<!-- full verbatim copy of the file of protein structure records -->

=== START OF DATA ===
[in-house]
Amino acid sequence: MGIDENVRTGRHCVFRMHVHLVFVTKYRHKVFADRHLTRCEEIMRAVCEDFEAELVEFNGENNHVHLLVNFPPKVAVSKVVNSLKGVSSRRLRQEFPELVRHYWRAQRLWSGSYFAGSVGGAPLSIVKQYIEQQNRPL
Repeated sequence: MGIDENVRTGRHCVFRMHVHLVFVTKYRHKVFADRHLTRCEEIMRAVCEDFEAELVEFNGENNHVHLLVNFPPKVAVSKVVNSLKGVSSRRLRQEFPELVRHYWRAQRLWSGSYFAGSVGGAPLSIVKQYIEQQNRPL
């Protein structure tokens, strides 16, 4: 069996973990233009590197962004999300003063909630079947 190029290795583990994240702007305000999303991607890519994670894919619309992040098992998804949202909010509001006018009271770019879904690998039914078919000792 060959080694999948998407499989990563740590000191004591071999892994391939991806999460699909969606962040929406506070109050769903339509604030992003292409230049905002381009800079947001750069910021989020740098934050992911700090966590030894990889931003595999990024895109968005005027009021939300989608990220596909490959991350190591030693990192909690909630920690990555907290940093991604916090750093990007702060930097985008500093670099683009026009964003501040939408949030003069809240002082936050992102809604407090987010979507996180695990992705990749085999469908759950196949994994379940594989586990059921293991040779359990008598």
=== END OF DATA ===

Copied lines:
[in-house]
Amino acid sequence: MGIDENVRTGRHCVFRMHVHLVFVTKYRHKVFADRHLTRCEEIMRAVCEDFEAELVEFNGENNHVHLLVNFPPKVAVSKVVNSLKGVSSRRLRQEFPELVRHYWRAQRLWSGSYFAGSVGGAPLSIVKQYIEQQNRPL
Repeated sequence: MGIDENVRTGRHCVFRMHVHLVFVTKYRHKVFADRHLTRCEEIMRAVCEDFEAELVEFNGENNHVHLLVNFPPKVAVSKVVNSLKGVSSRRLRQEFPELVRHYWRAQRLWSGSYFAGSVGGAPLSIVKQYIEQQNRPL
């Protein structure tokens, strides 16, 4: 069996973990233009590197962004999300003063909630079947 190029290795583990994240702007305000999303991607890519994670894919619309992040098992998804949202909010509001006018009271770019879904690998039914078919000792 060959080694999948998407499989990563740590000191004591071999892994391939991806999460699909969606962040929406506070109050769903339509604030992003292409230049905002381009800079947001750069910021989020740098934050992911700090966590030894990889931003595999990024895109968005005027009021939300989608990220596909490959991350190591030693990192909690909630920690990555907290940093991604916090750093990007702060930097985008500093670099683009026009964003501040939408949030003069809240002082936050992102809604407090987010979507996180695990992705990749085999469908759950196949994994379940594989586990059921293991040779359990008598």